Anki screenshot Anki screenshot Anki screenshot

Of course it’s not just about the main application, other things play a big part as well. On smart.fm you get to join a community which is a really good thing, especially if you don’t have anyone to practice with or talk in/about Japanese. Because of the community you also get to study really cool decks provided by the users, with voice and images. For example, anyone can create a deck of their favorite song with the lyrics, translations and audio clips, for everyone to use. One thing you don’t get on smart.fm however is the ability to study your decks wherever you might be at the moment. Unless of course you run around with a netbook and a 3G modem. With Anki it’s quite the opposite. Anki is available for Windows, Mac OSX, Debian/Ubuntu/Fedora, iPhone, Windows Mobile and a few other handheld devices. You can put it on a USB stick and take it with you and you can also use a web based version.

Other than that I don’t find anything crucial that needs to be brought up. But here’s a list of positives and negatives.

Anki

Positive
+ Available on many devices and platforms
+ Better for long-term studying
+ Customize the way you want to study
+ Styling the application, fonts, colors, backgrounds etc.
+ Easily edit items anytime
+ Statistics

Negative
- Adding items takes more time than on smart.fm, but at least it automatically puts in the reading of Kanjis
- The iPhone application could use a design update

smart.fm

Positive
+ The community
+ Good for cramming with various modes
+ Easily share and find decks in the community
+ Adding deck items is fast and easy
+ Audio for items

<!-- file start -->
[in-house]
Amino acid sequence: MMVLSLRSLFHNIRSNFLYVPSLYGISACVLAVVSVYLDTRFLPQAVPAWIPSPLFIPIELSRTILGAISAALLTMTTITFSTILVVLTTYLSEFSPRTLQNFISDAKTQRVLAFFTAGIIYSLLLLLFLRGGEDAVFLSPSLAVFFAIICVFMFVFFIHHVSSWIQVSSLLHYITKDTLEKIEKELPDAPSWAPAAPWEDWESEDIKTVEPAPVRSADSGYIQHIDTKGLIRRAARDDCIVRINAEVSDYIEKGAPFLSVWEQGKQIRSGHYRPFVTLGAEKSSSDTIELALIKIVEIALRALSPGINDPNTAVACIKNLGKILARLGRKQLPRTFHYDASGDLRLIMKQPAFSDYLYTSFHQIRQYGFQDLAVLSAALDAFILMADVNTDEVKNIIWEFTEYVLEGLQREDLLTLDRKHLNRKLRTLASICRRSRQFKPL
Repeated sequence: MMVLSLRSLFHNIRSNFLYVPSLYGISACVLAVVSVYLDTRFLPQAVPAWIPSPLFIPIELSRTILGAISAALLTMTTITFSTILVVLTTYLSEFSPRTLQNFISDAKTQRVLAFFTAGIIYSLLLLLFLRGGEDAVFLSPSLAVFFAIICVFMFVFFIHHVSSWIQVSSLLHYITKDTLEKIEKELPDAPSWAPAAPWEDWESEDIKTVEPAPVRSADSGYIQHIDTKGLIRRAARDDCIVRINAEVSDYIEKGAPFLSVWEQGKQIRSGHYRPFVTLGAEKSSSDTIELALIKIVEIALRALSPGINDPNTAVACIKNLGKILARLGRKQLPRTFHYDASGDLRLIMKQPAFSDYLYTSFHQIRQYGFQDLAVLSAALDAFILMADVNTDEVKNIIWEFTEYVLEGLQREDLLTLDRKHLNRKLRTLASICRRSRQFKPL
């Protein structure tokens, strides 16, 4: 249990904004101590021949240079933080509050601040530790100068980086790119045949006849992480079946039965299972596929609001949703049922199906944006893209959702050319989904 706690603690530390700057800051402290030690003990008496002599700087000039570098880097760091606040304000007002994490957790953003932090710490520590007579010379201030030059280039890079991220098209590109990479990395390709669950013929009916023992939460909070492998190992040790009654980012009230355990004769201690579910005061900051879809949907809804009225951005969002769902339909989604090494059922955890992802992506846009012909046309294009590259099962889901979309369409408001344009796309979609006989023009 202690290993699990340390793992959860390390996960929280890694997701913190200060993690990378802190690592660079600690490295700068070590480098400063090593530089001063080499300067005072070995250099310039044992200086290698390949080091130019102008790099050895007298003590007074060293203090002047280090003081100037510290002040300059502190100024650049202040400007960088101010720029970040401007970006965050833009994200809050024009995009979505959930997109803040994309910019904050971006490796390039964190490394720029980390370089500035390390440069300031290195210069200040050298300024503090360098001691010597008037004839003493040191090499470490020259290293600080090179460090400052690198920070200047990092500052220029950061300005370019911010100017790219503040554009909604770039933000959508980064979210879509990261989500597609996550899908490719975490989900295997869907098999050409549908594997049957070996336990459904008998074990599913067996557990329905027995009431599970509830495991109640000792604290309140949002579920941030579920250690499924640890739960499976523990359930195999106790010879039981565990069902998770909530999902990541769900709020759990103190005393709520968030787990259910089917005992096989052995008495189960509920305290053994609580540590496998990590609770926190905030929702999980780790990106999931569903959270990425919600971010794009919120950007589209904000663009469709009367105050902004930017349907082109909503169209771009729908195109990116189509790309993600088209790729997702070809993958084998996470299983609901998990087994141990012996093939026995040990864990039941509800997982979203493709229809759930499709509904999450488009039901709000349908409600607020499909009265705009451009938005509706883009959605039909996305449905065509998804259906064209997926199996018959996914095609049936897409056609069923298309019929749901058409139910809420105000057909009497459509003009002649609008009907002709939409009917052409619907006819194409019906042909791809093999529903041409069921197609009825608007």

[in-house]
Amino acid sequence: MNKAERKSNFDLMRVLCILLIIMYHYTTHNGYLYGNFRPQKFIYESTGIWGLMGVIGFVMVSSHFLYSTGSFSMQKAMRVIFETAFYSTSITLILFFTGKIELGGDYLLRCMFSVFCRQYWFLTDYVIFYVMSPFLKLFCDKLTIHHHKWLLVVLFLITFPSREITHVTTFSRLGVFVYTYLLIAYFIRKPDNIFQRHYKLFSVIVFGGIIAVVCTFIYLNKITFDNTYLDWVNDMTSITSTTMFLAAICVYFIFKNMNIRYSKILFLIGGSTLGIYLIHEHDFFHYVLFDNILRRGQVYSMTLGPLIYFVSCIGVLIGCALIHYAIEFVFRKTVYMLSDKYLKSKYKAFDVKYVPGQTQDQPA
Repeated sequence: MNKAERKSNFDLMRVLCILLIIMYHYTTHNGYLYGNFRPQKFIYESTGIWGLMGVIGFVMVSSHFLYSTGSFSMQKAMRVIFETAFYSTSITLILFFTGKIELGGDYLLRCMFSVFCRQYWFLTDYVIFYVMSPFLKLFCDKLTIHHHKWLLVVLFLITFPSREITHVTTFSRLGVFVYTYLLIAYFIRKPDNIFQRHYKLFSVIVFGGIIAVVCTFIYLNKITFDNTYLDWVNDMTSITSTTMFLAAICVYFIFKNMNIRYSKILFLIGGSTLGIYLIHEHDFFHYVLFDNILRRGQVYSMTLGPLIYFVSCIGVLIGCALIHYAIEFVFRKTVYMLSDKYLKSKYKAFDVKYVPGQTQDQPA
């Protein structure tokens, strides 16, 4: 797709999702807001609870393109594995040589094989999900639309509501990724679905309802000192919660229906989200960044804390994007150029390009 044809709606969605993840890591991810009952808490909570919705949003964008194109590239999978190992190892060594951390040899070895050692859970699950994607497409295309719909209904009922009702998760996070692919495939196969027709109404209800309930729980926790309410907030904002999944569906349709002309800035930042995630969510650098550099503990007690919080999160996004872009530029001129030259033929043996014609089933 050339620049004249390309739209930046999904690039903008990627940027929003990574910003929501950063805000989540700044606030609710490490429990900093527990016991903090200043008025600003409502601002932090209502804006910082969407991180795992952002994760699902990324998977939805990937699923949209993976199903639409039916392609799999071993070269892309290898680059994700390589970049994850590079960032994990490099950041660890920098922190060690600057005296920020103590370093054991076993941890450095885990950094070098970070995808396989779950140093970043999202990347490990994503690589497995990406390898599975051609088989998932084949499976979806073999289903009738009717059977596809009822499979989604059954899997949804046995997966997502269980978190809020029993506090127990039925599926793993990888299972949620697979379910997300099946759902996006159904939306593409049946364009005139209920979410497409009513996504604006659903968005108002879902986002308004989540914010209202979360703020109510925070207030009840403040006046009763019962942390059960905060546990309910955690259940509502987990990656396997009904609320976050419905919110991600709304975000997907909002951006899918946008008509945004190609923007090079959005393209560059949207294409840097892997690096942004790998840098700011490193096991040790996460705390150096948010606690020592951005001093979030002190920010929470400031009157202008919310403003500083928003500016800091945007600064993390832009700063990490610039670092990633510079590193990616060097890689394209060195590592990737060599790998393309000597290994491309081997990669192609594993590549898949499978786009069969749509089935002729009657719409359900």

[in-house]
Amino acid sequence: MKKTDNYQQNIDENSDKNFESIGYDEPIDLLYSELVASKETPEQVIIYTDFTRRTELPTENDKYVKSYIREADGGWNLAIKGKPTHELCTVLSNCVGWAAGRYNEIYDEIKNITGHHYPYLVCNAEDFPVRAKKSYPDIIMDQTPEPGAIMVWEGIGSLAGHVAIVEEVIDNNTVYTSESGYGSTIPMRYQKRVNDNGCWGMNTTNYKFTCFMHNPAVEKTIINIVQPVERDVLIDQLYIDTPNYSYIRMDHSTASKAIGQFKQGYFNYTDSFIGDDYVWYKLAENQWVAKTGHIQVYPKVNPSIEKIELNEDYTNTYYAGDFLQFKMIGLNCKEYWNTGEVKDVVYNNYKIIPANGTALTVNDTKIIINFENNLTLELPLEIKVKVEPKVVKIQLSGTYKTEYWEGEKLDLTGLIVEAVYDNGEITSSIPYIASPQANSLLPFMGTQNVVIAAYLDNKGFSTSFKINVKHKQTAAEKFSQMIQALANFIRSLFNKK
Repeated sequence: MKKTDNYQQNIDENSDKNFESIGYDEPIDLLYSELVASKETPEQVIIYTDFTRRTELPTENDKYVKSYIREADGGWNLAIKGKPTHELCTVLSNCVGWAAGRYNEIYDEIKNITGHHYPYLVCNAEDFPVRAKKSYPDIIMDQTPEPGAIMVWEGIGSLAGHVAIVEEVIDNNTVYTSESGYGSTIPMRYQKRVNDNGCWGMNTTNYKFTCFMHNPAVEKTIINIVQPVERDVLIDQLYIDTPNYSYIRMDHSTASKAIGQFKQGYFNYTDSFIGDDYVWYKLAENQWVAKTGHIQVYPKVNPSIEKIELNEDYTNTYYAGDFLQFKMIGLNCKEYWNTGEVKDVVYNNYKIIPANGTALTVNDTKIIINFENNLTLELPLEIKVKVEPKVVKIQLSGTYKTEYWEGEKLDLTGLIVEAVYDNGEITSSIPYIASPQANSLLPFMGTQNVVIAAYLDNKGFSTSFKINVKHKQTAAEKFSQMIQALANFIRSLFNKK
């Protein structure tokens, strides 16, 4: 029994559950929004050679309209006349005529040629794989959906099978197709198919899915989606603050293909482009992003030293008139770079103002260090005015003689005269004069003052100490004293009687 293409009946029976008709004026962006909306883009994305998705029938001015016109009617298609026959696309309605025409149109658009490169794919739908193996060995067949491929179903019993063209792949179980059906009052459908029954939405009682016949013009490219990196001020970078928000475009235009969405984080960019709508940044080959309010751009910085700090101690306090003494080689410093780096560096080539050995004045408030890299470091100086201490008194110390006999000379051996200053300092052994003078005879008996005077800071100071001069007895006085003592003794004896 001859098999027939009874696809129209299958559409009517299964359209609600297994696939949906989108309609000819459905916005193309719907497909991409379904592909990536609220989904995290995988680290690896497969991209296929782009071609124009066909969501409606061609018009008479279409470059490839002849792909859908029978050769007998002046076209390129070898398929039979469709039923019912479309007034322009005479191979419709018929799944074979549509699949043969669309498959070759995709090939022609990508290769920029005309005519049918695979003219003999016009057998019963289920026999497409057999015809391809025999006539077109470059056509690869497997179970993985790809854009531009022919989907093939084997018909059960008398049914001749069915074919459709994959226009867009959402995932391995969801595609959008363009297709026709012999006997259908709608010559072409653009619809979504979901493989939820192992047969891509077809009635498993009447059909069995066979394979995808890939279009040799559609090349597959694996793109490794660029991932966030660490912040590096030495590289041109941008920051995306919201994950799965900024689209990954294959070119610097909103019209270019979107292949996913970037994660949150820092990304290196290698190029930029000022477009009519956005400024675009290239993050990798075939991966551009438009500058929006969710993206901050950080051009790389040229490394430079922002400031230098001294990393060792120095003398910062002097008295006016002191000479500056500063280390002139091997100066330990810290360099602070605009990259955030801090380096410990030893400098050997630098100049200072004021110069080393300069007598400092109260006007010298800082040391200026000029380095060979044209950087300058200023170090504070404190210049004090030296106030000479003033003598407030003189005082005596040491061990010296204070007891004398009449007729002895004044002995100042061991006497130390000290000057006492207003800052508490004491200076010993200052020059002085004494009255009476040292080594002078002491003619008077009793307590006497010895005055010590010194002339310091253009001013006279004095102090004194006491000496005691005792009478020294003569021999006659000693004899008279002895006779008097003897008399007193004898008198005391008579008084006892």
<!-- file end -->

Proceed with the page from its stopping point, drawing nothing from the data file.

+ Comes with two other applications, BrainSpeed and Dictation
+ Professionally made courses and decks for everyone to use
+ Statistics

Negative
- You can’t take it with you
- It’s an online service only, if something happens, like if the servers goes down you won’t be able to study
- Only two choices for answering, yes or no (not very good for long-term studying)

Both smart.fm and Anki have a fair share of good qualities that are important to consider. As for me, I’m using Anki for my long-term studying and sometimes an iPhone SRS application called iFlipr, when I need to cram something on the go. I only use smart.fm for the fun kind of decks, the last ones I enrolled was a deck for learning the lyrics in one of Angela Aki’s songs, and a few lines from Will Smith’s 7 Pounds.

I strongly suggest that you try out both smart.fm and Anki and then decide which one you want to use for all the different things. I think that if you’re planning on creating your own deck(s) for long-term studying, Anki is the way to go. I currently use two big decks in Anki, one focusing on Kanji and one on vocabulary, grammar and sentences. Definitely go with bigger decks in Anki, one smaller for each of the different things will just be troublesome when reviewing.

So which one do you prefer? Or maybe you find them both useful in various ways? Feel free to drop a line or two and let me know what you think!

  • http://thenihon-suki.blogspot.com/ Mary